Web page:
The giraffe (Giraffa camelopardalis) is an African even-toed ungulate mammal, the tallest living terrestrial animal and the largest ruminant. Its species name refers to its camel-like shape and its leopard-like colouring. Its chief distinguishing characteristics are its extremely long neck and legs, its horn-like ossicones, and its distinctive coat patterns. It is classified under the family Giraffidae, along with its closest extant relative, the okapi. The nine subspecies are distinguished by their coat patterns.
The giraffe's scattered range extends from Chad in the north to South Africa in the south, and from Niger in the west to Somalia in the east. Giraffes usually inhabit savannahs, grasslands, and open woodlands. Their primary food source is acacia leaves, which they browse at heights most other herbivores cannot reach. Giraffes are preyed on by lions; their young are also targeted by leopards, spotted hyenas, and African wild dogs. Giraffe are gregarious and may gather in large aggregations. Males establish social hierarchies through "necking", which are combat bouts where the neck is used as a weapon. Dominant males gain mating access to females, which bear the sole responsibility for raising the young.
The giraffe has intrigued various cultures, both ancient and modern, for its peculiar appearance, and has often been featured in paintings, books, and cartoons. It is classified by the International Union for Conservation of Nature as Least Concern, but has been extirpated from many parts of its former range, and three subspecies are classified as Endangered. Nevertheless, giraffes are still found in numerous national parks and game reserves.
The name "giraffe" has its earliest known origins in the Arabic word zarafah perhaps borrowed from an the animal's Somali name geri. The Arab name is translated as "fast-walker". There were several Middle English spellings, such as jarraf, ziraph, and gerfauntz. The Italian form giraffa arose in the 1590s.The modern English form developed around 1600 from the French girafe.
The species name camelopardalis is from Latin. "Camelopard" is an archaic English name for the giraffe deriving from the Ancient Greek for camel and leopard, animals which the giraffe was thought to resemble.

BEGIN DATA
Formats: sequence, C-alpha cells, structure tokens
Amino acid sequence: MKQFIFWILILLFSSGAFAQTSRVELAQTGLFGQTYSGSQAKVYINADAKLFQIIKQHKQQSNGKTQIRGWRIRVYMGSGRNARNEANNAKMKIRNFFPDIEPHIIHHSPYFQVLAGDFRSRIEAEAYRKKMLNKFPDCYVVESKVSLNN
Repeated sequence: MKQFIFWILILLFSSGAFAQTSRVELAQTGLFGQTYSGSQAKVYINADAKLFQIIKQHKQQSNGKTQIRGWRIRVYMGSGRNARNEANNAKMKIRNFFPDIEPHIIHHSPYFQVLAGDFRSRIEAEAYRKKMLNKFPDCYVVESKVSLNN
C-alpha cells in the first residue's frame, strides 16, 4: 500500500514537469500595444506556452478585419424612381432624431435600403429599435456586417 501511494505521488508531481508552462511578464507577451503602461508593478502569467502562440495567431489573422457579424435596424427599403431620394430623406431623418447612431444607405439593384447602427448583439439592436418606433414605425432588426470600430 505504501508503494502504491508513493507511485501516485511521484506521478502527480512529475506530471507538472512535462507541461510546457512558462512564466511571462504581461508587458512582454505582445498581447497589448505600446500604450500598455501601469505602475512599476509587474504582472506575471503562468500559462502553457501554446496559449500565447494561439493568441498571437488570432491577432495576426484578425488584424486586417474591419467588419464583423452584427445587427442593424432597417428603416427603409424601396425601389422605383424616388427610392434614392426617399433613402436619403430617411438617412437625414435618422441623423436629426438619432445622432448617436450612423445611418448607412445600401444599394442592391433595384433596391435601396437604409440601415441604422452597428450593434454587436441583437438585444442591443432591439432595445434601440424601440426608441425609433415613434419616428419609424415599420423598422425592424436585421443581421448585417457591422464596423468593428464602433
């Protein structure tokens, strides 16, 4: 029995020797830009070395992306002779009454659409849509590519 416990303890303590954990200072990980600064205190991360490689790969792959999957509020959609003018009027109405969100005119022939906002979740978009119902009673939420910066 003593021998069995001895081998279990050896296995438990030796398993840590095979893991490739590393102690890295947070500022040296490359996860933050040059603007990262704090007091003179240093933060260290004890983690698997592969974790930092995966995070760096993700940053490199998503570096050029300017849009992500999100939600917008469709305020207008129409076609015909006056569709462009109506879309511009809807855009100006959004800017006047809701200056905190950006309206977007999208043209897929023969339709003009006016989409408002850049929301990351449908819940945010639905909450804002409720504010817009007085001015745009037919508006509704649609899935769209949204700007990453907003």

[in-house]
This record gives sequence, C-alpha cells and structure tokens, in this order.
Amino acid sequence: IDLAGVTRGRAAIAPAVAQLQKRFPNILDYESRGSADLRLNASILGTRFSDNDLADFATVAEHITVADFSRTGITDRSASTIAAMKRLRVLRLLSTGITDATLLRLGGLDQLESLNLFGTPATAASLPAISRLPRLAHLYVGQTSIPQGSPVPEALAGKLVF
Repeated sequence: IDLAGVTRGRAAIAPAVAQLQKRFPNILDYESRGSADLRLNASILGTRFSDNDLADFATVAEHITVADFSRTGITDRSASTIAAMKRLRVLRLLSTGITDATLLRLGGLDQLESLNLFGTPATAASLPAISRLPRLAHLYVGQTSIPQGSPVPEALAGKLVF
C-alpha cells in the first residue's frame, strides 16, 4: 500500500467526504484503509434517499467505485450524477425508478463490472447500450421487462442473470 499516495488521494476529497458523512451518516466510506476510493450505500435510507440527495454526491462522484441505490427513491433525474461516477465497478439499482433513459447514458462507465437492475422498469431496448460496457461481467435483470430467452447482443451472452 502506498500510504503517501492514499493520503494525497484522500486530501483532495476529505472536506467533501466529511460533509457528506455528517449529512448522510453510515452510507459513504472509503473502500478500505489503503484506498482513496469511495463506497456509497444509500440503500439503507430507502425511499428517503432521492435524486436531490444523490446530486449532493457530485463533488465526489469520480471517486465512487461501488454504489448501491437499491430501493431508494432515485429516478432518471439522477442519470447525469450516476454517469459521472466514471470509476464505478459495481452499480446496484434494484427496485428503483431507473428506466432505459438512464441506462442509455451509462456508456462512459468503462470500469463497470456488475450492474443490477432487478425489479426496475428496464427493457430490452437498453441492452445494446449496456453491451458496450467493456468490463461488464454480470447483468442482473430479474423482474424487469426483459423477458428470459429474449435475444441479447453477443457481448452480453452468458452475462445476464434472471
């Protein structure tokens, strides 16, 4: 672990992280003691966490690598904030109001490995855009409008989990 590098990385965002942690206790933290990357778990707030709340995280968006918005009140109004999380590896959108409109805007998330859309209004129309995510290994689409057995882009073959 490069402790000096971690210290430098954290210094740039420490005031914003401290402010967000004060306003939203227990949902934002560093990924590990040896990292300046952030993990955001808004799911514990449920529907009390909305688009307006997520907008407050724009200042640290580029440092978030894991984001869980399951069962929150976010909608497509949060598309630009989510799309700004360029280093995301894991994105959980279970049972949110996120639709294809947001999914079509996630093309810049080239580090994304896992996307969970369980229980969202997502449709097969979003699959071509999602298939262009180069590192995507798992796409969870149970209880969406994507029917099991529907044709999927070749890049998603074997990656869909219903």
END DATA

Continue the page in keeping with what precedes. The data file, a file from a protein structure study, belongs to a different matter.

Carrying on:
Like all mammals, giraffes have only seven bones in their necks.
There are about nine different subspecies of giraffe. There are only small differences between them. When giraffes of two different sub-species breed, the young are called hybrids (mixed breeds). Of the nine sub-species of giraffe, only one, the Rothchild's, is endangered.
Giraffes have horns called ossicones. These are fur-covered bumps on their skulls, unlike the horns of other animals. Giraffe skin is blotched in patterns of browns and yellows. No two giraffes have the same pattern. The different sub-species have different coat patterns.
Giraffes eat mostly leaves from tall trees, which they can reach because of their long legs and long necks, as well as Fruit. They can go without water for weeks.
Giraffes live alone or in loose groups. Young male giraffes form small groups until they become mature. Adult males live alone. Females form groups of 4–32 animals. When the female is close to giving birth, it leaves the group for a time to give birth to its offspring, and comes back 2-3 weeks after her baby is born.
After a pregnancy of 14-15 months, the female gives birth to usually a single baby (which is called "calf"). Giraffes give birth while standing, so the baby falls down 2 metres. Giraffe calfs are already 2 m tall and weigh 50-55 kg. The calf stays with its mother for 1½ years. Young giraffes become mature when they are 4 years old, and they are fully grown when they are 6 years old. Giraffes can become 25 years old, in captivity they can become 35 years old.